The British colonies in North America have also seen the inflow of immigrants coming from the Netherlands and France, as well as the islands of Barbados, Jamaica, and Curacao. In 1670s, the first Ashkenazi Jews, the immigrants from Poland, have also settled in these lands (Ben-Ur 66). At the time, the Jewish migrants living on the territory of the future United States were mostly artisans including tailors, distillers, soap-boiler, bakers, and silversmiths. There also were small and medium businessmen, some of which led barter with the Indians. In some colonies (e.g. in Georgia) there were Jewish farmers and ranchers. The wealthiest of them were engaged in the export-import operations (including the wholesale supply of bellows to the British market and the slave trade) and entrepreneurship owning plantations. The most privileged Jewish merchants were the military providers that supplied the British troops stationed in North America (Sachar 22).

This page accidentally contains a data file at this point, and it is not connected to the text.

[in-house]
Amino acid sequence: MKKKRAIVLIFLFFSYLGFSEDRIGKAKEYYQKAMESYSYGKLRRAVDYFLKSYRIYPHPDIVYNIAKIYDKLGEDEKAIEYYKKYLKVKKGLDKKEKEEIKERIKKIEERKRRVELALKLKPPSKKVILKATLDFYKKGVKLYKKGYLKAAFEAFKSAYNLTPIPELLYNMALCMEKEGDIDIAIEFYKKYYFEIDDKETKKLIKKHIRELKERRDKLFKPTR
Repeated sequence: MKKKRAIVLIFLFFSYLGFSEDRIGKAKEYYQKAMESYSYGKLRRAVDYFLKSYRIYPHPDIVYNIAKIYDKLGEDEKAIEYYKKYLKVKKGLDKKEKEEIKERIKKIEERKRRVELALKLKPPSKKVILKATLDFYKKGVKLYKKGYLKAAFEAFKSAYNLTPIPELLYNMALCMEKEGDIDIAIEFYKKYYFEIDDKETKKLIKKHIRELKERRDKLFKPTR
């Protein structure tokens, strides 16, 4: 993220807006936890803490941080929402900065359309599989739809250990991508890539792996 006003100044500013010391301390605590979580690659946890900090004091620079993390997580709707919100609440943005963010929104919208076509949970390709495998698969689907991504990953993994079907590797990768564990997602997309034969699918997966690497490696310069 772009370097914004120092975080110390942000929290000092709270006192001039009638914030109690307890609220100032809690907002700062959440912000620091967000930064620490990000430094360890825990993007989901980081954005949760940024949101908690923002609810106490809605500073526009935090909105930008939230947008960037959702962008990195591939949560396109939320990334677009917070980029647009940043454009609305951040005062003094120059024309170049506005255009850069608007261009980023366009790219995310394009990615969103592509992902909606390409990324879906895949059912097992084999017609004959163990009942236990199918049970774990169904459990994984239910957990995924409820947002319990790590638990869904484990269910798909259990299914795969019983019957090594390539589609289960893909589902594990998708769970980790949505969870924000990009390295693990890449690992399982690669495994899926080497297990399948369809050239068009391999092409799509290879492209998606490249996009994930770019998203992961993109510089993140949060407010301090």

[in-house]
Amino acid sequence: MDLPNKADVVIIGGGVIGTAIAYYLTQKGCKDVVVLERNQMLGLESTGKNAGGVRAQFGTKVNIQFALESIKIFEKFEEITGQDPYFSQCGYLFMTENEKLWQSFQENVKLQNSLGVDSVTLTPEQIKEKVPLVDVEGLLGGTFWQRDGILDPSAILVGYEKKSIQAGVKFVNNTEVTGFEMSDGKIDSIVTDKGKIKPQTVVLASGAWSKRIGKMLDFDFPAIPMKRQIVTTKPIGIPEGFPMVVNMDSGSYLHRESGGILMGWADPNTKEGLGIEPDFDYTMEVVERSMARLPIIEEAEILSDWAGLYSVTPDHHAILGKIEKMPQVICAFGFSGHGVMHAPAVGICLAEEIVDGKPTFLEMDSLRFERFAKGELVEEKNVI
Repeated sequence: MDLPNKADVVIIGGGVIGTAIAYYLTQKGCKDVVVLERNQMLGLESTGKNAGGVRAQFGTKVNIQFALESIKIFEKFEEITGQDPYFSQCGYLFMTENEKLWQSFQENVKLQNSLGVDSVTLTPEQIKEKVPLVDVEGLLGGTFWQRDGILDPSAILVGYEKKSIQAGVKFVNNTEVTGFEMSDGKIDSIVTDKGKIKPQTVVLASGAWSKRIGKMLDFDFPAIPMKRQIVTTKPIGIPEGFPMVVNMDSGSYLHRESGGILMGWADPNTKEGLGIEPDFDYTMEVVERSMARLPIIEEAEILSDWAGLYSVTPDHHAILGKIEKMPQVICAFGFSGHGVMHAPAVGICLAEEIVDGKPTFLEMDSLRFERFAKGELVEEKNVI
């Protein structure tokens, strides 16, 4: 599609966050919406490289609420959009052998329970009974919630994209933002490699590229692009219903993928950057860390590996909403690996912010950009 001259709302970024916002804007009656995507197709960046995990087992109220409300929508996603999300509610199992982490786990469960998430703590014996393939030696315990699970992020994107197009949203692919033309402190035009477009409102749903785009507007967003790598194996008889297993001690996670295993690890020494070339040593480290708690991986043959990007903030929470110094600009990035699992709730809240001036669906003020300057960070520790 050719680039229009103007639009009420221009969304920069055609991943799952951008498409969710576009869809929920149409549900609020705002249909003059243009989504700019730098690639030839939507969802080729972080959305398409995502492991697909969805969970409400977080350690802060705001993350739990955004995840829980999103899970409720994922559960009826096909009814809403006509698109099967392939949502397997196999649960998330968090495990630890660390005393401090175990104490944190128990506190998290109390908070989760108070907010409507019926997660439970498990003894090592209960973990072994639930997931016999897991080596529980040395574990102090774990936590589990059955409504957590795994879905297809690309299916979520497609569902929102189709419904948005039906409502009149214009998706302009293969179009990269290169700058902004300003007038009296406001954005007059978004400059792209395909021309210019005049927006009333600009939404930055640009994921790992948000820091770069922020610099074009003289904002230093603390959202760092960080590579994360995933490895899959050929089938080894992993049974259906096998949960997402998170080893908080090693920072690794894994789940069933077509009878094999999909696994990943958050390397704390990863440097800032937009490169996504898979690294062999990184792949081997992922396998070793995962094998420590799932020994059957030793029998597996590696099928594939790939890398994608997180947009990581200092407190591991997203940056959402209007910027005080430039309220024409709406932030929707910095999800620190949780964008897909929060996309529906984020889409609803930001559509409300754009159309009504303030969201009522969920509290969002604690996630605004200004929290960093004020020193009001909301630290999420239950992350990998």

In the British colonies in North America, Jews enjoyed the freedom of religion and economic activity. At the same time, they had to comply with the limitations that were common for all of the citizens of the British Empire. In particular, they could not trade with any country other than the United Kingdom. In some colonies, the Jews were granted the right to elect and be elected to local legislatures and the municipal authorities. There were no restrictions regarding their admission to secondary and higher education institutions. At the same time, the Jews together with representatives of other religious minorities such as Catholics were actually not allowed to occupy official posts, excluding the most burdensome, such as the position of constable (Sachar 18). Still, in comparison to other diasporas (e.g. African, especially in the conditions of segregation) (Zeleza 13) they were relatively free.